During class on November 11th, we were asked to name examples of “pleasing illusions” that we all have. The term comes from Edward Burke’s defense of thinking of the king and queen of France as more than just regular people in his piece, Reflections on the Revolution in France. One of the responses that struck me as humorous was that we all still believe that, “Michigan is an awesome football team.”
It is difficult to imagine that anyone still believes that a 5-5 team can be considered “awesome” in any sense of the word, but with the history the program has, it is not difficult to imagine that people still think of Michigan football as elite. I started thinking about the year the team has had, and upon thinking back about something I saw at the Minnesota game, I had an interesting revelation.
The boo-birds were out in full force. All around me were screaming for the mediocre play to end. However, there was one fan a few rows in front of me who was advocating for something else. “STOP BOOING! THIS IS MICHIGAN,” he yelled until he was red in the face. I thought to myself, “it’s nice that he cares so much about the team, but when things are this bad, it’s hard to not boo.”
That fan would not let the tradition of Michigan be tainted by a few unhappy students. He longed for things to return to the way they once were, when Michigan wanted to keep the Michigan tradition of winning alive, much like Burke would’ve wanted. Then it hit me; if Burke was alive today, rather than during the French Revolution, and was a college student, he would be attending the University of Michigan.
We are at a school that prides itself on tradition, which Burke believes to be the best source of knowledge, more than anything else, and seeks to do things the way they have always been done. Here at Michigan, we talk about our illustrious tradition of excellence until it is nearly beaten into the ground.
If head football coach Brady Hoke were fired at the end of this season, Burke would undoubtedly be in favor of hiring a “Michigan Man” as his replacement. The term is applied to anyone that resembles the values of a respectable man that attended the university, so he would look to someone like Jim Harbaugh, a former quarterback for U-M, to be our new leader.
Only someone that knows about the true tradition of Michigan football would be suitable to lead our program back to its former level of prestige. When Burke explains that, “the science of constructing a commonwealth, or renovating it, or reforming it, is, like every other experimental science, not to be taught a priori”, he means that something should not be done until you have experience in the matter.
This same logic can be applied to the construction of our football team; if we do not know how someone that has never been associated with the University will handle our famed prestige and tradition, we should not hire him in the first place, just as a new governmental system should not be installed because we don’t know how it will work. He would’ve scoffed at Pat Caputo’s suggestion in his Macomb Daily piece to “think outside the box when hiring a new coach”. For Burke, an outsider would be able to do next to nothing for our program, and only a traditional “Michigan Man” could help us.
It is dangerous that our football team has settled into an era of mediocrity, because once we start thinking of Michigan as an ordinary football program, we are destroying the image of the team, and “all the decent drapery of life [will] be rudely torn off,” just as it was in France when people thought that their rulers were no different than themselves. Right now, our team is just like any other, just as “a king is but a man,” but according to Burke, we need to act as if this is not the case to preserve the lore. When Adam Biggers of Bleacher Report broke down exactly why Michigan football is performing so poorly, Burke would’ve criticized him for trying to tear down the drapery that covers up the illusion that we are something far greater than we recently have been; he would do everything in his power to keep that drapery standing.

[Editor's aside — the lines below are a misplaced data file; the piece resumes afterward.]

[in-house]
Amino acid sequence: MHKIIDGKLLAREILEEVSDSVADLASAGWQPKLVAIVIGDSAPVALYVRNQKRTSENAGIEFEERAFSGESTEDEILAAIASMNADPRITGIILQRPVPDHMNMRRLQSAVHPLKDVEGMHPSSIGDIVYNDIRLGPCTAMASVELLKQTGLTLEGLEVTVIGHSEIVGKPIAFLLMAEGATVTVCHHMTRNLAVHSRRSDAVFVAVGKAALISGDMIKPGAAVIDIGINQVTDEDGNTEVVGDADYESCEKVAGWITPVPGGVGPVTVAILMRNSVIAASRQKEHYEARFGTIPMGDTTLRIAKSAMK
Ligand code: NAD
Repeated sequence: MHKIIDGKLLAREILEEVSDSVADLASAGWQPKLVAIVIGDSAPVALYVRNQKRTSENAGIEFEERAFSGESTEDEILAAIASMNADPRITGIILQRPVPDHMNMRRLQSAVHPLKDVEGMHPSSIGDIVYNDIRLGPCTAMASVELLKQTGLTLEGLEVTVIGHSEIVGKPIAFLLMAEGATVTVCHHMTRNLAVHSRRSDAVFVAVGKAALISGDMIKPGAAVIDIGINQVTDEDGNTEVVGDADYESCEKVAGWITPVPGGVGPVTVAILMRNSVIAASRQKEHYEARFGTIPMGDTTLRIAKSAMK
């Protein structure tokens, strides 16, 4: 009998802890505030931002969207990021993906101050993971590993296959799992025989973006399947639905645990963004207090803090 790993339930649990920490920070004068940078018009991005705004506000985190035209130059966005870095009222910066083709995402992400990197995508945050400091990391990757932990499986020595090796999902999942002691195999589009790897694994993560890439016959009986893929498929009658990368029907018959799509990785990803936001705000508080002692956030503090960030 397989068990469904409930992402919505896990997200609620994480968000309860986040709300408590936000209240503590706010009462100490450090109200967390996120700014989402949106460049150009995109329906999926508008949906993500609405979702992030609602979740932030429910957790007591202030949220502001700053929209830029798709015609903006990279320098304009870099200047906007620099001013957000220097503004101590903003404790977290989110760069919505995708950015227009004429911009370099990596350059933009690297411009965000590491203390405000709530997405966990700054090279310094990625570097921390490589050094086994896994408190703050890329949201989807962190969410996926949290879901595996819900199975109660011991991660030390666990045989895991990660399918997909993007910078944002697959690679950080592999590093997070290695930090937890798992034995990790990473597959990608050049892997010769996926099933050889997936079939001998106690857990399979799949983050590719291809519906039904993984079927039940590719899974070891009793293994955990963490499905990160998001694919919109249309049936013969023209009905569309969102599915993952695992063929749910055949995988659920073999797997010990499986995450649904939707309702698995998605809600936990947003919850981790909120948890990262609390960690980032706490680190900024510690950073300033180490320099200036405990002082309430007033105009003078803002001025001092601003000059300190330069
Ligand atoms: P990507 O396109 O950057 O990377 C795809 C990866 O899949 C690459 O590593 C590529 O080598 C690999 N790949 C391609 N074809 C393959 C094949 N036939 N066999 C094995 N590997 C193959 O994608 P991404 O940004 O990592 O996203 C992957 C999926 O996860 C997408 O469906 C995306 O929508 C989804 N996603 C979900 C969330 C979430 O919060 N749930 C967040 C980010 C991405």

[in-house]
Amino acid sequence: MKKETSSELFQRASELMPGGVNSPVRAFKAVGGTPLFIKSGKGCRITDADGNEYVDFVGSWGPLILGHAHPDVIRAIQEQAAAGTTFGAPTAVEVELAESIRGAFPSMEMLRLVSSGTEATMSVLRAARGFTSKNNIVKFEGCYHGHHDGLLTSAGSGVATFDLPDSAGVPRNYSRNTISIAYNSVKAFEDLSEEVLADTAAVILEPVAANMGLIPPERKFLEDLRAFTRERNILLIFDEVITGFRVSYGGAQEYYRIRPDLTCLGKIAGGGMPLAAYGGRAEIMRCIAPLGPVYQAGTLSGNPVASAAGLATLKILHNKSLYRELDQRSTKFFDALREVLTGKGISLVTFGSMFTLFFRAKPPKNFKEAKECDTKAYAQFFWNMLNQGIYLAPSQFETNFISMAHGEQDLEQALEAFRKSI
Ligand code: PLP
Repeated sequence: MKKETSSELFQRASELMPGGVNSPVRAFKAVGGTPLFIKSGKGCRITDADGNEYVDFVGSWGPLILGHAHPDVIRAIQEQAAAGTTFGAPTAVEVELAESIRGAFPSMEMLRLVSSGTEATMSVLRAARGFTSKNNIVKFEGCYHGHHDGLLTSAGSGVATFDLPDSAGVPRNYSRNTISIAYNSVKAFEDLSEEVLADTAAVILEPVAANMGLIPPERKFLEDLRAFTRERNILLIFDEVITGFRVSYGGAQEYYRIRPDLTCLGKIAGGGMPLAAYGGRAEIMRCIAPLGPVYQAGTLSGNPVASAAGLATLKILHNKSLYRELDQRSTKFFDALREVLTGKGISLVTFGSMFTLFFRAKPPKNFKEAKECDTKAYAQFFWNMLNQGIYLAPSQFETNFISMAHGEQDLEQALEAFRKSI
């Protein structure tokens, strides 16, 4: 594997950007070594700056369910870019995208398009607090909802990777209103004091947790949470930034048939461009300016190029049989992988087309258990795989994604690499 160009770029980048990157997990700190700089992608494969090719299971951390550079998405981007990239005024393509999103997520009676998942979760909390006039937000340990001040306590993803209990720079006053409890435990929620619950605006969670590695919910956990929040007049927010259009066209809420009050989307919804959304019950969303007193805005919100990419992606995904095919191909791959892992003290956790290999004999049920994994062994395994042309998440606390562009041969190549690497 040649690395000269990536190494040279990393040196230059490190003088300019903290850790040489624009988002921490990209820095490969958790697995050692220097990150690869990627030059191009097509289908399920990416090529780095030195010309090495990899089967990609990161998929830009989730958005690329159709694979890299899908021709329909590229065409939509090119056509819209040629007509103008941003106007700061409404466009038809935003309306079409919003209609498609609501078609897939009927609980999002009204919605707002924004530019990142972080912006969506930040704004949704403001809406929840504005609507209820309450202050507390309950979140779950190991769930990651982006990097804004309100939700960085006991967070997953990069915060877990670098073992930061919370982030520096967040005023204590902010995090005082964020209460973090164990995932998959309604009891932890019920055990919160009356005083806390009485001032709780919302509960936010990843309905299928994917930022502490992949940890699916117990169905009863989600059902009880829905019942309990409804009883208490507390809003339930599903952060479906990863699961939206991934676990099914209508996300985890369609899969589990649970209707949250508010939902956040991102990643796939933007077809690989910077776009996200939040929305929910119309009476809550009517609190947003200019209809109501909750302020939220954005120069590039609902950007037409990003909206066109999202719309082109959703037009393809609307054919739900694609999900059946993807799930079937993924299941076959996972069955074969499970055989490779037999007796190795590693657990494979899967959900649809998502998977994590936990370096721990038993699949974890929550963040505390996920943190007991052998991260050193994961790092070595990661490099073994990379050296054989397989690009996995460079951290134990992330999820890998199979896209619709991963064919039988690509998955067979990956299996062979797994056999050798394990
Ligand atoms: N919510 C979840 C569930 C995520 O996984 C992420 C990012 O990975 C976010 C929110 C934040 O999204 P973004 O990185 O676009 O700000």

It would be much easier to accept our recent trend of losing, if we did not consider the schools that are now better than us to still be our inferiors. We hold an intense prejudice towards Ohio State and Michigan State, so when Denard Robinson said that he will always refer to Michigan State as our “little brother,” Burke would’ve applauded him for not letting their recent success overcome our history of dominance. Burke explains that, “instead of casting away all our old prejudices, we cherish them to a very considerable degree, … and the longer they have lasted, and the more generally they have prevailed, the more we cherish them.” Burke’s prejudice toward Ohio and our “little brother” would’ve never ended, regardless of their recent success.
We don’t usually boo our football team, because after all, this is Michigan. We look fondly upon our tradition, and do not let down times distort our image of the team. Burke would have appreciated our respect for tradition and unwillingness to move away from it. He would’ve dreaded the idea of Michigan being some ordinary program, and would’ve loved to hold onto his prejudices against our rival schools. His thoughts on the French Revolution closely resemble what is happening here on campus with our football team right now, and while the students of the University of Michigan are not going to overthrow the football team, Burke, like that fan at the Minnesota game, would’ve discouraged any criticism against it, or its tradition.